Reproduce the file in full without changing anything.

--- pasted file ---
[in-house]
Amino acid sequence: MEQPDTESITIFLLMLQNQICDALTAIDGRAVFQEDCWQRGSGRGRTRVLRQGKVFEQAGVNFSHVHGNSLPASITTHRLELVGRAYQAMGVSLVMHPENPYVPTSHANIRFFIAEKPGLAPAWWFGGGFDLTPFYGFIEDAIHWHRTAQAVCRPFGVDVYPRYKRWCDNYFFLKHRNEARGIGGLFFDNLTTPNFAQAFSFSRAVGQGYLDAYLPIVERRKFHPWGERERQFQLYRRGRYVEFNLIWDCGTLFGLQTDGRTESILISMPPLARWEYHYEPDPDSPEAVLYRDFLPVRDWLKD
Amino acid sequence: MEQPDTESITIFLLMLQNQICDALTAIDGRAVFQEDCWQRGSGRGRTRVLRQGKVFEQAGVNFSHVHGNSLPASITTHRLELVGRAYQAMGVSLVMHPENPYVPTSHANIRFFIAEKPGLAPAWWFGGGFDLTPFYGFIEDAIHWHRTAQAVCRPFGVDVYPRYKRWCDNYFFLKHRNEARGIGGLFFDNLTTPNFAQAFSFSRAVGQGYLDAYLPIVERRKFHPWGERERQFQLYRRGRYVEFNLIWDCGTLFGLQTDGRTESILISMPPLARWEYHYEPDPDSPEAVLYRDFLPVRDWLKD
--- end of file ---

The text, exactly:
[in-house]
Amino acid sequence: MEQPDTESITIFLLMLQNQICDALTAIDGRAVFQEDCWQRGSGRGRTRVLRQGKVFEQAGVNFSHVHGNSLPASITTHRLELVGRAYQAMGVSLVMHPENPYVPTSHANIRFFIAEKPGLAPAWWFGGGFDLTPFYGFIEDAIHWHRTAQAVCRPFGVDVYPRYKRWCDNYFFLKHRNEARGIGGLFFDNLTTPNFAQAFSFSRAVGQGYLDAYLPIVERRKFHPWGERERQFQLYRRGRYVEFNLIWDCGTLFGLQTDGRTESILISMPPLARWEYHYEPDPDSPEAVLYRDFLPVRDWLKD
Amino acid sequence: MEQPDTESITIFLLMLQNQICDALTAIDGRAVFQEDCWQRGSGRGRTRVLRQGKVFEQAGVNFSHVHGNSLPASITTHRLELVGRAYQAMGVSLVMHPENPYVPTSHANIRFFIAEKPGLAPAWWFGGGFDLTPFYGFIEDAIHWHRTAQAVCRPFGVDVYPRYKRWCDNYFFLKHRNEARGIGGLFFDNLTTPNFAQAFSFSRAVGQGYLDAYLPIVERRKFHPWGERERQFQLYRRGRYVEFNLIWDCGTLFGLQTDGRTESILISMPPLARWEYHYEPDPDSPEAVLYRDFLPVRDWLKD